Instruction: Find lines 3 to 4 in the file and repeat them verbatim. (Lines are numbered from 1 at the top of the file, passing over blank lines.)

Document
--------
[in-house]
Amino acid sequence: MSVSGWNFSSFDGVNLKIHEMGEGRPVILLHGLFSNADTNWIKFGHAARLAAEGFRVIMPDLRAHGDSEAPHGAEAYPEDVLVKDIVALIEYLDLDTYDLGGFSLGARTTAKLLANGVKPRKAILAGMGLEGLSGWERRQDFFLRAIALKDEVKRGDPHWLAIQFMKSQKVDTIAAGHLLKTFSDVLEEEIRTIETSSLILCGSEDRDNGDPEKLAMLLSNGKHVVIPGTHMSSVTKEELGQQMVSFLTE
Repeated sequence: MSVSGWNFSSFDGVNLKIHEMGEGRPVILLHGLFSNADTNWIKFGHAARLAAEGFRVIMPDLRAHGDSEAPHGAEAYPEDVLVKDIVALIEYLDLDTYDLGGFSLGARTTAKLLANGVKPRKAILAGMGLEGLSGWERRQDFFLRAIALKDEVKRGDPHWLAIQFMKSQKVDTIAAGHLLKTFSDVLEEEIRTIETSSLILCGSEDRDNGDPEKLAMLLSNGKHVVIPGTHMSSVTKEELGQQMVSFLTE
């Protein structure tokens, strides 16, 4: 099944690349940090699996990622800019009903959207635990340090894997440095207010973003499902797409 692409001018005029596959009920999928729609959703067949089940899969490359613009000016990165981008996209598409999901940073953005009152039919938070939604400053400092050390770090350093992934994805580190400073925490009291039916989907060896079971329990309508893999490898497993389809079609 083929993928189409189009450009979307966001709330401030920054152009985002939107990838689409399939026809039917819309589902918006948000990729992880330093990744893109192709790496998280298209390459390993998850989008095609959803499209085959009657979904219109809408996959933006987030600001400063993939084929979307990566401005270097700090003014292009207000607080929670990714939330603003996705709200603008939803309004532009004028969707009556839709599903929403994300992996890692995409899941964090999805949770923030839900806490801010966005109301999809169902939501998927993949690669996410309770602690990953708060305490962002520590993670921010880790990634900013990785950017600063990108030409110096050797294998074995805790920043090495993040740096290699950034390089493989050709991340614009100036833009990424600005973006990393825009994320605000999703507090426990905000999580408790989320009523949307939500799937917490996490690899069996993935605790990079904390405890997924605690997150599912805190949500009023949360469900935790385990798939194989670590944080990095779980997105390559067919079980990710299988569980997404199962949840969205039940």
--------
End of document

Repeated sequence: MSVSGWNFSSFDGVNLKIHEMGEGRPVILLHGLFSNADTNWIKFGHAARLAAEGFRVIMPDLRAHGDSEAPHGAEAYPEDVLVKDIVALIEYLDLDTYDLGGFSLGARTTAKLLANGVKPRKAILAGMGLEGLSGWERRQDFFLRAIALKDEVKRGDPHWLAIQFMKSQKVDTIAAGHLLKTFSDVLEEEIRTIETSSLILCGSEDRDNGDPEKLAMLLSNGKHVVIPGTHMSSVTKEELGQQMVSFLTE
């Protein structure tokens, strides 16, 4: 099944690349940090699996990622800019009903959207635990340090894997440095207010973003499902797409 692409001018005029596959009920999928729609959703067949089940899969490359613009000016990165981008996209598409999901940073953005009152039919938070939604400053400092050390770090350093992934994805580190400073925490009291039916989907060896079971329990309508893999490898497993389809079609 083929993928189409189009450009979307966001709330401030920054152009985002939107990838689409399939026809039917819309589902918006948000990729992880330093990744893109192709790496998280298209390459390993998850989008095609959803499209085959009657979904219109809408996959933006987030600001400063993939084929979307990566401005270097700090003014292009207000607080929670990714939330603003996705709200603008939803309004532009004028969707009556839709599903929403994300992996890692995409899941964090999805949770923030839900806490801010966005109301999809169902939501998927993949690669996410309770602690990953708060305490962002520590993670921010880790990634900013990785950017600063990108030409110096050797294998074995805790920043090495993040740096290699950034390089493989050709991340614009100036833009990424600005973006990393825009994320605000999703507090426990905000999580408790989320009523949307939500799937917490996490690899069996993935605790990079904390405890997924605690997150599912805190949500009023949360469900935790385990798939194989670590944080990095779980997105390559067919079980990710299988569980997404199962949840969205039940």